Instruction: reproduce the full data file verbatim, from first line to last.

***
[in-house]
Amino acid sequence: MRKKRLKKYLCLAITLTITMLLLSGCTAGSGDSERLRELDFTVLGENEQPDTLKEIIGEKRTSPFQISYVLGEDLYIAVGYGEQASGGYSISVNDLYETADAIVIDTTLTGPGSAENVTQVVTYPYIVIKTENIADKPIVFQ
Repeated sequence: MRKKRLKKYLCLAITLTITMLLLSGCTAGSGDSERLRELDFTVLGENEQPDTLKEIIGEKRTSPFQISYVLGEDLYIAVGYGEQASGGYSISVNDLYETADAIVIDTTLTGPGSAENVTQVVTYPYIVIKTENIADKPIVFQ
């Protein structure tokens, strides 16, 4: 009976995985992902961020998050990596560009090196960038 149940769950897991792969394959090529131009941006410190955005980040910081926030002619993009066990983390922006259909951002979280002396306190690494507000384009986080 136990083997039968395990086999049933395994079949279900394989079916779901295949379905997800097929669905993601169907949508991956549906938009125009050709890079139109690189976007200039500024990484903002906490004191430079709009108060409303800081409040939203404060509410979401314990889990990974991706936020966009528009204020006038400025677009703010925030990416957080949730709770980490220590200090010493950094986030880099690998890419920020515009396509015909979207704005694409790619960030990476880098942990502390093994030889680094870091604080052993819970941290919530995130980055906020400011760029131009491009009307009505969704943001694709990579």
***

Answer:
[in-house]
Amino acid sequence: MRKKRLKKYLCLAITLTITMLLLSGCTAGSGDSERLRELDFTVLGENEQPDTLKEIIGEKRTSPFQISYVLGEDLYIAVGYGEQASGGYSISVNDLYETADAIVIDTTLTGPGSAENVTQVVTYPYIVIKTENIADKPIVFQ
Repeated sequence: MRKKRLKKYLCLAITLTITMLLLSGCTAGSGDSERLRELDFTVLGENEQPDTLKEIIGEKRTSPFQISYVLGEDLYIAVGYGEQASGGYSISVNDLYETADAIVIDTTLTGPGSAENVTQVVTYPYIVIKTENIADKPIVFQ
């Protein structure tokens, strides 16, 4: 009976995985992902961020998050990596560009090196960038 149940769950897991792969394959090529131009941006410190955005980040910081926030002619993009066990983390922006259909951002979280002396306190690494507000384009986080 136990083997039968395990086999049933395994079949279900394989079916779901295949379905997800097929669905993601169907949508991956549906938009125009050709890079139109690189976007200039500024990484903002906490004191430079709009108060409303800081409040939203404060509410979401314990889990990974991706936020966009528009204020006038400025677009703010925030990416957080949730709770980490220590200090010493950094986030880099690998890419920020515009396509015909979207704005694409790619960030990476880098942990502390093994030889680094870091604080052993819970941290919530995130980055906020400011760029131009491009009307009505969704943001694709990579």